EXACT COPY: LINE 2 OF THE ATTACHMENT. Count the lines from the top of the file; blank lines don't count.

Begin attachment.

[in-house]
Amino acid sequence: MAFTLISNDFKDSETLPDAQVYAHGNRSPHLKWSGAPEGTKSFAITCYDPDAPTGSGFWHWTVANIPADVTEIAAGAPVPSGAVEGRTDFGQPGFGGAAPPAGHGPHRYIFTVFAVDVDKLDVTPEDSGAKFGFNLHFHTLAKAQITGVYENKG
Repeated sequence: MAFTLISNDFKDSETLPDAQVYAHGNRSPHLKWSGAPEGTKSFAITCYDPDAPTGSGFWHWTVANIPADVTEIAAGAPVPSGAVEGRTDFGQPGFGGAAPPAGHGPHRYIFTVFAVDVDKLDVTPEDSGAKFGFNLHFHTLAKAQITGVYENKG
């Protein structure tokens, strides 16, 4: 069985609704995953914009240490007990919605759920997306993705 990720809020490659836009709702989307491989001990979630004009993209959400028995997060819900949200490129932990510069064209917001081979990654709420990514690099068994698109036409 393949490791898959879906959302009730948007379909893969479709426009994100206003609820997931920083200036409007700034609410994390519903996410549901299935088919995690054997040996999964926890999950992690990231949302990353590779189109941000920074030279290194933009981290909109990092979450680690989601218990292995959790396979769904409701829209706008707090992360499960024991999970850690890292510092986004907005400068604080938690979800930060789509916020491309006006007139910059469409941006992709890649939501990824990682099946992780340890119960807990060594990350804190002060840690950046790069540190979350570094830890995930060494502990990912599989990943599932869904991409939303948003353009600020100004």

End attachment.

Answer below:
Amino acid sequence: MAFTLISNDFKDSETLPDAQVYAHGNRSPHLKWSGAPEGTKSFAITCYDPDAPTGSGFWHWTVANIPADVTEIAAGAPVPSGAVEGRTDFGQPGFGGAAPPAGHGPHRYIFTVFAVDVDKLDVTPEDSGAKFGFNLHFHTLAKAQITGVYENKG